Like a lot of companies, we went in with a "hunker down" philosophy. But we worked incredibly hard to put ourselves in the best position possible going into 2010. And thanks to our amazing customers, partners, employees and community we have done just that. We have furthered our vision in a dramatic way and secured our leadership position in the space.


I am incredibly proud of our team and their dedication, optimism, talent, and unstoppable drive to make big things happen. And now, after a very brief chance to relax over the holidays, we're back at it with our Worldwide 2010 Kickoff. And being together here with our extended team, it's clear how much we have accomplished.


The last three months of 2009 were truly telling of how far we've come – from the inaugural JiveWorld 2009 community conference, to the release of Jive SBS 4.0, to Gartner's positioning of Jive as a Leader in the Magic Quadrant report to the great financial results and new customer list. Here's a few of the items that make my life a lot more enjoyable – and that need no golden paintbrush.


  • Financials – For 2009, we increased our full year revenue 85 percent over 2008, capping the most successful year in Jive's history, and we were cash flow positive for the year.
  • Customers – We had another record year for new and renewed business including Booz Allen Hamilton, Bupa, EMC, Intercontinental Hotel Group, Kaiser Permanente, Life Technologies, Manheim, Musician's Friend, Qualcomm, SAP, Scheels Sports, Sling Media, Sprint, StrongMail, Swiss Re and United Business Media Limited.  In addition, Jive hosted its first Annual Jive Social Business Software (SBS) Awards at JiveWorld09.  Six customers: United Business Media (UBM), NIKE Inc., National Journal Group, CSC, Kaiser Permanente, and Swiss Re were awarded for their outstanding achievements exemplifying the business outcomes that Social Business Software can generate.
  • Product – 2009 was our most ambitious and productive year of product innovation in our history. Starting with Jive SBS 3.0 in March, we followed up with the first cloud edition of Jive SBS, and then finished the year strong with a string of new solutions in the fall that was capped off by  the release of Jive SBS 4.0 in October. We also embarked on an exciting new strategy to extend a social layer across an organization's content silos. The first module under the new strategy, released in October, is Jive Connects for Microsoft SharePoint, a deep integration between Jive SBS and Microsoft SharePoint.
  • Community – We sold out our inaugural JiveWorld Conference in San Francisco almost a month in advance, and it was a huge success with the attendees.  We're already planning next year's event and it promises to be twice as big and interesting.





Our momentum and progress only motivates us to serve our customers and innovate even more.  We're making some big investments this year and are excited for what's in store. The Filtrbox acquisition is a big start, and we've got a lot more coming. Thankfully, it doesn't look like I'll need the paintbrush anytime soon.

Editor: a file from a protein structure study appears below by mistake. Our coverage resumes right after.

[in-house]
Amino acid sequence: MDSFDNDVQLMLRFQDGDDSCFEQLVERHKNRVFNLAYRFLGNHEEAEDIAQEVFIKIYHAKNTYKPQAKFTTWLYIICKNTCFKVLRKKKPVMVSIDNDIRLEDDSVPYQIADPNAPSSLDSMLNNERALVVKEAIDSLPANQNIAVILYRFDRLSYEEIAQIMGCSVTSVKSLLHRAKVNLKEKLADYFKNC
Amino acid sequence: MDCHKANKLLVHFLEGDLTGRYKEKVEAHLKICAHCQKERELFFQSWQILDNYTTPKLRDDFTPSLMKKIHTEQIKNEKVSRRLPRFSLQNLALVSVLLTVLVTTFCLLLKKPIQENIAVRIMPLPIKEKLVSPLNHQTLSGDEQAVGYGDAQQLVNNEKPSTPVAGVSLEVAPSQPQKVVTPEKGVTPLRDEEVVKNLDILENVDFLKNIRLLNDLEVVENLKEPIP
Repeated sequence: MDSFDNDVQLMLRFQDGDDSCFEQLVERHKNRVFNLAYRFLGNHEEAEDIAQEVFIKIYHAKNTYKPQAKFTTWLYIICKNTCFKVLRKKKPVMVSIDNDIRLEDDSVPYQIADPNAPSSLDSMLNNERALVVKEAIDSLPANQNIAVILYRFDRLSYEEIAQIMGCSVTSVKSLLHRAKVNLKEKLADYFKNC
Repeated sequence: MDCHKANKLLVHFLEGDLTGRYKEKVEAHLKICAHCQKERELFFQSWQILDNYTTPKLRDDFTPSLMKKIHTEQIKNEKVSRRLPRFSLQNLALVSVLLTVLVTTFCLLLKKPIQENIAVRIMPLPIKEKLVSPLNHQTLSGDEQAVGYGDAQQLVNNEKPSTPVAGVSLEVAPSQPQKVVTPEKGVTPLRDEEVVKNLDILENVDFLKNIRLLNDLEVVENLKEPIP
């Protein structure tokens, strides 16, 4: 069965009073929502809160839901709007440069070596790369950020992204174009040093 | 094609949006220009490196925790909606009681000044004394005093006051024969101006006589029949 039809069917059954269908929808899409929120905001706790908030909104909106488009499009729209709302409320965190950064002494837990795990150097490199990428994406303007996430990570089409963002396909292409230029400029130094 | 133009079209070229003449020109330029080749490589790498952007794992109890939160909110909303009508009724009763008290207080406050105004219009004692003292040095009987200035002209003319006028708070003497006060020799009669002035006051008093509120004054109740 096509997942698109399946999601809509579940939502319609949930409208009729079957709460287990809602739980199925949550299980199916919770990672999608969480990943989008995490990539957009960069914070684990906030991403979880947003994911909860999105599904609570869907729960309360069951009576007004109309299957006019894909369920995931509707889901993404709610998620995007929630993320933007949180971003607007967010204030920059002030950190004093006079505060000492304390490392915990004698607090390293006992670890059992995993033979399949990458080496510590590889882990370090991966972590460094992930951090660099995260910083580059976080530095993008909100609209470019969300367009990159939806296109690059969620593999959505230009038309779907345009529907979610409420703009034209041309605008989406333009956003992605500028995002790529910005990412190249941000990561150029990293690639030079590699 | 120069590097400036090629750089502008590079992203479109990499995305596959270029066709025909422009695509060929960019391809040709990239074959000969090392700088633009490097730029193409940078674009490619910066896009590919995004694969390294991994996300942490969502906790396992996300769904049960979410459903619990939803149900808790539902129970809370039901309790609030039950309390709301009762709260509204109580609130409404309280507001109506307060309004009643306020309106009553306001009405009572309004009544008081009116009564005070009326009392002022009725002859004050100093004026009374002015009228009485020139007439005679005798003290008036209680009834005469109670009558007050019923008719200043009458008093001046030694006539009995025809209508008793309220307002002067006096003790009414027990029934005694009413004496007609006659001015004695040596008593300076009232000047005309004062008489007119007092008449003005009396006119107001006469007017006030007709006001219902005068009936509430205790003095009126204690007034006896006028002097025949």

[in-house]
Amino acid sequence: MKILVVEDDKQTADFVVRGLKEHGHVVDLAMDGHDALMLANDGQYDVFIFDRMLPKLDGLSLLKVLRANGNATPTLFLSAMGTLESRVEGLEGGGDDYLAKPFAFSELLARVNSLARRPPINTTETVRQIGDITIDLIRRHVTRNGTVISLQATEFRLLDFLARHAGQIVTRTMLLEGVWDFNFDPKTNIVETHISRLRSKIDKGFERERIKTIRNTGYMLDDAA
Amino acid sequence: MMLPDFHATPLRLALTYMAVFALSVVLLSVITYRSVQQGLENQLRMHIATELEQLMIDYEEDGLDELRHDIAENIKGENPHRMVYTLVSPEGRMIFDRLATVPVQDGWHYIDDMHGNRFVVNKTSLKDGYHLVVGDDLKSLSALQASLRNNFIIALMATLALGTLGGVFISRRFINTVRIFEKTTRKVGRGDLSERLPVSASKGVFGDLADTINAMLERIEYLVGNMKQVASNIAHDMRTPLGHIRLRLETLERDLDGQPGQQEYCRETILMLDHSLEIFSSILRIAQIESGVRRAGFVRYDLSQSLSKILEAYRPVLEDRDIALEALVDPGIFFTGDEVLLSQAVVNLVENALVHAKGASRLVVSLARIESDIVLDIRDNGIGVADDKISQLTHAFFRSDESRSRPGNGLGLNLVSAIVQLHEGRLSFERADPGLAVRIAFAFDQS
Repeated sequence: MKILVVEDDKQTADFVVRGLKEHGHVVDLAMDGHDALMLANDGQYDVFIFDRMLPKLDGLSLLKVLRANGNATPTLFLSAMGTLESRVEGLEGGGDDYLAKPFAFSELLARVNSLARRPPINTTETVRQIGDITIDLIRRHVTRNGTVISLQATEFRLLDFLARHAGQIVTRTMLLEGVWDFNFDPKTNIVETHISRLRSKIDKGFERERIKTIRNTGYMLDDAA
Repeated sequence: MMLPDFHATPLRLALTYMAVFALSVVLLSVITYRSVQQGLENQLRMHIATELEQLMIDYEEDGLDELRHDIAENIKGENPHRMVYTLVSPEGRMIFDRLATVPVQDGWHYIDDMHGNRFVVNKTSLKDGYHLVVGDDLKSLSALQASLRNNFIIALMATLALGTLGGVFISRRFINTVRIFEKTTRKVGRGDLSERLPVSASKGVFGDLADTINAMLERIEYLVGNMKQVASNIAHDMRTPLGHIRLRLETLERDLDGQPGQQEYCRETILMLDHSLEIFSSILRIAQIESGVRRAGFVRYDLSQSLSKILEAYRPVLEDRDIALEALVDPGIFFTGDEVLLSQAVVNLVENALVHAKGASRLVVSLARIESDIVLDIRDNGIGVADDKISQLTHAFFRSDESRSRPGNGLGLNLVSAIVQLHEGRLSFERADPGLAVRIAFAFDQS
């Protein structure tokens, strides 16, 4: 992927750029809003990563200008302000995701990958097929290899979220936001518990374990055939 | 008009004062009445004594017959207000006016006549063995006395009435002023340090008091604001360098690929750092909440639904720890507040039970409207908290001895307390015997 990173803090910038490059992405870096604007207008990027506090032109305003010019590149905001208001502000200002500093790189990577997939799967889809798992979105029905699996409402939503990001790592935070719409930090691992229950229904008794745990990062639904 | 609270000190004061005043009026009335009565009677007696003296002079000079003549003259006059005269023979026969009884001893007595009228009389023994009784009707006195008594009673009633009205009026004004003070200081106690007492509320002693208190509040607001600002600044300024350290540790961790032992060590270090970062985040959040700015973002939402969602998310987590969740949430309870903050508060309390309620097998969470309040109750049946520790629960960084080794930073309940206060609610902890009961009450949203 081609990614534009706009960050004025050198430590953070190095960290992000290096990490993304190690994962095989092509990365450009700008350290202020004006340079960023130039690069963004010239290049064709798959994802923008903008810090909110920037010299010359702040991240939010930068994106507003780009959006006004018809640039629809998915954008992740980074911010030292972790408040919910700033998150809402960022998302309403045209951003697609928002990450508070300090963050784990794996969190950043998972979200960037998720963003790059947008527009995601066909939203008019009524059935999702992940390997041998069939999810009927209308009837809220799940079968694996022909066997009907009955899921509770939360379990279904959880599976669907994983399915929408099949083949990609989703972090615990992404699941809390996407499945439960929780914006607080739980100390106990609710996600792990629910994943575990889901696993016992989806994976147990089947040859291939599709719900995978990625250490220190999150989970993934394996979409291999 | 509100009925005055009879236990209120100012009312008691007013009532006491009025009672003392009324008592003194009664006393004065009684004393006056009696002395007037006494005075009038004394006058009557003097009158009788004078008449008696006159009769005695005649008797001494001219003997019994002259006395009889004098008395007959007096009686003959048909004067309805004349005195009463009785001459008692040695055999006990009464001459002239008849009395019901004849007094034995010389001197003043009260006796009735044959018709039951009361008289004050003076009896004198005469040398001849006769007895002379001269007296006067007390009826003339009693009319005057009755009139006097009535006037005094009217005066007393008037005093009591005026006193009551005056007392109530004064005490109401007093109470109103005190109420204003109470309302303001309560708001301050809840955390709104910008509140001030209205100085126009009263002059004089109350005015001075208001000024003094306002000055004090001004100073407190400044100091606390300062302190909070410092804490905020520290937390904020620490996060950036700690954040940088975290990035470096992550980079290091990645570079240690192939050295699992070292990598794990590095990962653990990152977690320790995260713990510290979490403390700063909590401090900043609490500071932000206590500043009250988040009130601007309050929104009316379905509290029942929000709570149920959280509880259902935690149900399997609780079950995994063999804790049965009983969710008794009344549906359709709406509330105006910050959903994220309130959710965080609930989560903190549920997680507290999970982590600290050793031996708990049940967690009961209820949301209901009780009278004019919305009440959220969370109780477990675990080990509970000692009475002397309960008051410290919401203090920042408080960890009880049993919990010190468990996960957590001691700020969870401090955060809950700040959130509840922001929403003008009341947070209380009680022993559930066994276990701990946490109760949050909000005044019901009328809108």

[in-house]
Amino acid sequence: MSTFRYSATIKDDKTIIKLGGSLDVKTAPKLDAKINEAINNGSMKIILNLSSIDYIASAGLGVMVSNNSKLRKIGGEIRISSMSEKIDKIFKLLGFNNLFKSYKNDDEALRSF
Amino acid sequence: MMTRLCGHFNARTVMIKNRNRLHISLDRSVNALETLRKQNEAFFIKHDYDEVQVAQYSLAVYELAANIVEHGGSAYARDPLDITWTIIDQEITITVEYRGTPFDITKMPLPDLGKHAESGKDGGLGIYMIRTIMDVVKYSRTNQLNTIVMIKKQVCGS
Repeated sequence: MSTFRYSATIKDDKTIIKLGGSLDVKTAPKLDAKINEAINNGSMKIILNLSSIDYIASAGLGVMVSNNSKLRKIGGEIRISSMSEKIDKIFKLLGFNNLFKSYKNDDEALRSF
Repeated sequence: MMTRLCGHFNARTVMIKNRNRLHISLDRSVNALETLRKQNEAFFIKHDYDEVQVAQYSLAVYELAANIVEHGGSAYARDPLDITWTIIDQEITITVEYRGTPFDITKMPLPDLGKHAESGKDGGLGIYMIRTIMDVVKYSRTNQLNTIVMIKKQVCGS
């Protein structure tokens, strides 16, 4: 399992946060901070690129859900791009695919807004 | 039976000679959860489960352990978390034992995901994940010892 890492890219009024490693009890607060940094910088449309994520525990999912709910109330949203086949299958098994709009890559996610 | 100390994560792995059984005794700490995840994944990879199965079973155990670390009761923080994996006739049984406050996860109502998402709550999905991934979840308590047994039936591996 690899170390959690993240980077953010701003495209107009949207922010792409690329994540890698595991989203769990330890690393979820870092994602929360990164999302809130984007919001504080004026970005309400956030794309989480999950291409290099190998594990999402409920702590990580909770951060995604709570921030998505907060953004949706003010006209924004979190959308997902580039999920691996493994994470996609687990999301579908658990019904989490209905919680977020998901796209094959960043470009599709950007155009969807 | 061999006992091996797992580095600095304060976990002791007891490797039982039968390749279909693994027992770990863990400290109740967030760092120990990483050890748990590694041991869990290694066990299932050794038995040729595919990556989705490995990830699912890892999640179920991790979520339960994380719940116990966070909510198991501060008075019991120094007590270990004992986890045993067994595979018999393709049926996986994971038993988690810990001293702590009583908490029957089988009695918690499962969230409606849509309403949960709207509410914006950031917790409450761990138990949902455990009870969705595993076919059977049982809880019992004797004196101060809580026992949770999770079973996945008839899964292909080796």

I'm so excited that Jive is entering 2010 with the acquisition of Filtrbox to accelerate our social strategy. This acquisition is about real time monitoring and engagement to help enterprises be PROACTIVE AND REACTIVE, moving social media monitoring (SMM) and listening platforms beyond their limited scope of managing brand disruptions. SMM is useful technology, but when social media monitoring is seamlessly unified with Jive SBS something wonderful happens.


Leading up to today:

In January of 2009 Forrester published a report titled The Listening Platform Landscape followed up immediately with The Forrester Wave: Listening Platforms, Q1 2009. In many ways these reports were a much needed recognition that times were changing.  Forrester observed that the age of Brand Monitoring was over saying, “If marketers are to survive and thrive in this connected world, they must mine—not just monitor—these conversations to glean insights that inform future strategy.”  With the benefit of another year behind us it is clear Forrester was right about the death of Brand Monitoring, but the last year has taught us that the vision of Listening Platforms needs to be broader than this.


Mining of conversations and sentiment by marketers ultimately has the same fatal flaw as the Brand Monitoring tools—it is too abstracted and isolated from any kind of true action. It's really no different from the mindset that watched customers talk to each other from behind a one way mirror – they took notes, they formed judgments, they wrote reports, but they never entered into the dialogue.  Real customer insights come from conversation, not observation. I feel the most damning evidence that the thinking has not progressed far enough here is that the Forrester Wave™: Brand Monitoring, Q3 2006 looks remarkably similar to the Listening Platform Wave of 2009—as represented, this is at best an evolution, not a revolution.


A new era: